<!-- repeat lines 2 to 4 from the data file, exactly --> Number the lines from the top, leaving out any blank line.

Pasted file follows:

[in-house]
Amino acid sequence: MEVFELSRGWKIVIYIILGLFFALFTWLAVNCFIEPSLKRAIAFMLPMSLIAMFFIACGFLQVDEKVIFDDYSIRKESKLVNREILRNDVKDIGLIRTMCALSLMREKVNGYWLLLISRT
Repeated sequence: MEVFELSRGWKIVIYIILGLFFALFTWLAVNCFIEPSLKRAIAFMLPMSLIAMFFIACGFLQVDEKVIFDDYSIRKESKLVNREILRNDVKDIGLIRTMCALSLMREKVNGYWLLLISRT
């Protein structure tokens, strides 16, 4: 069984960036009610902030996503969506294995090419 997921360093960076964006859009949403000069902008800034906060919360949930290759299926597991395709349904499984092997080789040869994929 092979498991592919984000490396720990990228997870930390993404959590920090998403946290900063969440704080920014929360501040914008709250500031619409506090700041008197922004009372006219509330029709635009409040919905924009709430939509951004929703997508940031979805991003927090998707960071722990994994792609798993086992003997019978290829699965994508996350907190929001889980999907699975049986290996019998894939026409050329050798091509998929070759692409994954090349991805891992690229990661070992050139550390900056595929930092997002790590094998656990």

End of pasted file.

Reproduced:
Amino acid sequence: MEVFELSRGWKIVIYIILGLFFALFTWLAVNCFIEPSLKRAIAFMLPMSLIAMFFIACGFLQVDEKVIFDDYSIRKESKLVNREILRNDVKDIGLIRTMCALSLMREKVNGYWLLLISRT
Repeated sequence: MEVFELSRGWKIVIYIILGLFFALFTWLAVNCFIEPSLKRAIAFMLPMSLIAMFFIACGFLQVDEKVIFDDYSIRKESKLVNREILRNDVKDIGLIRTMCALSLMREKVNGYWLLLISRT
């Protein structure tokens, strides 16, 4: 069984960036009610902030996503969506294995090419 997921360093960076964006859009949403000069902008800034906060919360949930290759299926597991395709349904499984092997080789040869994929 092979498991592919984000490396720990990228997870930390993404959590920090998403946290900063969440704080920014929360501040914008709250500031619409506090700041008197922004009372006219509330029709635009409040919905924009709430939509951004929703997508940031979805991003927090998707960071722990994994792609798993086992003997019978290829699965994508996350907190929001889980999907699975049986290996019998894939026409050329050798091509998929070759692409994954090349991805891992690229990661070992050139550390900056595929930092997002790590094998656990």